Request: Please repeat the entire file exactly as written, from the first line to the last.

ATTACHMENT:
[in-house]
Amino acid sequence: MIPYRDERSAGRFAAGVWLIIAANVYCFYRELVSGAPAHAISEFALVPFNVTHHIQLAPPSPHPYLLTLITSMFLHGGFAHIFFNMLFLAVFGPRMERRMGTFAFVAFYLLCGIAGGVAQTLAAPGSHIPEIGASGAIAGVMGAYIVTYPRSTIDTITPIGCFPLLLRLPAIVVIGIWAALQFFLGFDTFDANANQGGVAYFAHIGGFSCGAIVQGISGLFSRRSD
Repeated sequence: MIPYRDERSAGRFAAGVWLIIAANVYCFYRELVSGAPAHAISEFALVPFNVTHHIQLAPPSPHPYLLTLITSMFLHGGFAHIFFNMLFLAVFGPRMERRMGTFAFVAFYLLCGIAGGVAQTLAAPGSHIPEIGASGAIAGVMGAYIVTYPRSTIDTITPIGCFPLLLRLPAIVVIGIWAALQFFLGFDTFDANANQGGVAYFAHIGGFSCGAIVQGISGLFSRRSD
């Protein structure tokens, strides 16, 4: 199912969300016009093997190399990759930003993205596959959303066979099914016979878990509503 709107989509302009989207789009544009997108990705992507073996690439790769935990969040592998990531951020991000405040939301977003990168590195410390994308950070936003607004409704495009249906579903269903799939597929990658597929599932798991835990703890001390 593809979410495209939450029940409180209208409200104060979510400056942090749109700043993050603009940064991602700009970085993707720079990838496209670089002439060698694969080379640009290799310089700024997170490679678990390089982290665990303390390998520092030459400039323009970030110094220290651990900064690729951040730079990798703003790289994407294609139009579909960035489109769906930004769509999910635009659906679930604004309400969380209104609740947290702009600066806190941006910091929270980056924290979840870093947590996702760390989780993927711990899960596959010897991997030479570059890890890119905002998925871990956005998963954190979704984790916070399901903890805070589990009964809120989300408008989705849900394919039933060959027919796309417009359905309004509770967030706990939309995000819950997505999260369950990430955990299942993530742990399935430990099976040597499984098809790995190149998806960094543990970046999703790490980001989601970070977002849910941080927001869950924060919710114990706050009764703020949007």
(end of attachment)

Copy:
[in-house]
Amino acid sequence: MIPYRDERSAGRFAAGVWLIIAANVYCFYRELVSGAPAHAISEFALVPFNVTHHIQLAPPSPHPYLLTLITSMFLHGGFAHIFFNMLFLAVFGPRMERRMGTFAFVAFYLLCGIAGGVAQTLAAPGSHIPEIGASGAIAGVMGAYIVTYPRSTIDTITPIGCFPLLLRLPAIVVIGIWAALQFFLGFDTFDANANQGGVAYFAHIGGFSCGAIVQGISGLFSRRSD
Repeated sequence: MIPYRDERSAGRFAAGVWLIIAANVYCFYRELVSGAPAHAISEFALVPFNVTHHIQLAPPSPHPYLLTLITSMFLHGGFAHIFFNMLFLAVFGPRMERRMGTFAFVAFYLLCGIAGGVAQTLAAPGSHIPEIGASGAIAGVMGAYIVTYPRSTIDTITPIGCFPLLLRLPAIVVIGIWAALQFFLGFDTFDANANQGGVAYFAHIGGFSCGAIVQGISGLFSRRSD
């Protein structure tokens, strides 16, 4: 199912969300016009093997190399990759930003993205596959959303066979099914016979878990509503 709107989509302009989207789009544009997108990705992507073996690439790769935990969040592998990531951020991000405040939301977003990168590195410390994308950070936003607004409704495009249906579903269903799939597929990658597929599932798991835990703890001390 593809979410495209939450029940409180209208409200104060979510400056942090749109700043993050603009940064991602700009970085993707720079990838496209670089002439060698694969080379640009290799310089700024997170490679678990390089982290665990303390390998520092030459400039323009970030110094220290651990900064690729951040730079990798703003790289994407294609139009579909960035489109769906930004769509999910635009659906679930604004309400969380209104609740947290702009600066806190941006910091929270980056924290979840870093947590996702760390989780993927711990899960596959010897991997030479570059890890890119905002998925871990956005998963954190979704984790916070399901903890805070589990009964809120989300408008989705849900394919039933060959027919796309417009359905309004509770967030706990939309995000819950997505999260369950990430955990299942993530742990399935430990099976040597499984098809790995190149998806960094543990970046999703790490980001989601970070977002849910941080927001869950924060919710114990706050009764703020949007």